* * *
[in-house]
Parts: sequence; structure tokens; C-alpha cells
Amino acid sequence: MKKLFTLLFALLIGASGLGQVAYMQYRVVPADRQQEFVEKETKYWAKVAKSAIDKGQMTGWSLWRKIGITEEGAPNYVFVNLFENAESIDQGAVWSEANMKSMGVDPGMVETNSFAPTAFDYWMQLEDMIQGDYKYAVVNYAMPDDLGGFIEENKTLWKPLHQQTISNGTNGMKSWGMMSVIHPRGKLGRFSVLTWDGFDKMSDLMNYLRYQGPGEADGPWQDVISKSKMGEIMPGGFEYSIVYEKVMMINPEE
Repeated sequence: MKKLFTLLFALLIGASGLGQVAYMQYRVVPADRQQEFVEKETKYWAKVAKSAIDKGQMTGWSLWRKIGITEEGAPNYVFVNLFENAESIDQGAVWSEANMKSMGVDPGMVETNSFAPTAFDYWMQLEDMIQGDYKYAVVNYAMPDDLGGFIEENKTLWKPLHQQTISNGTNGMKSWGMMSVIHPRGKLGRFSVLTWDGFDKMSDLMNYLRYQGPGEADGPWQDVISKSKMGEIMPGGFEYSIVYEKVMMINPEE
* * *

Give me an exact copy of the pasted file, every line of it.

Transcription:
[in-house]
Parts: sequence; structure tokens; C-alpha cells
Amino acid sequence: MKKLFTLLFALLIGASGLGQVAYMQYRVVPADRQQEFVEKETKYWAKVAKSAIDKGQMTGWSLWRKIGITEEGAPNYVFVNLFENAESIDQGAVWSEANMKSMGVDPGMVETNSFAPTAFDYWMQLEDMIQGDYKYAVVNYAMPDDLGGFIEENKTLWKPLHQQTISNGTNGMKSWGMMSVIHPRGKLGRFSVLTWDGFDKMSDLMNYLRYQGPGEADGPWQDVISKSKMGEIMPGGFEYSIVYEKVMMINPEE
Repeated sequence: MKKLFTLLFALLIGASGLGQVAYMQYRVVPADRQQEFVEKETKYWAKVAKSAIDKGQMTGWSLWRKIGITEEGAPNYVFVNLFENAESIDQGAVWSEANMKSMGVDPGMVETNSFAPTAFDYWMQLEDMIQGDYKYAVVNYAMPDDLGGFIEENKTLWKPLHQQTISNGTNGMKSWGMMSVIHPRGKLGRFSVLTWDGFDKMSDLMNYLRYQGPGEADGPWQDVISKSKMGEIMPGGFEYSIVYEKVMMINPEE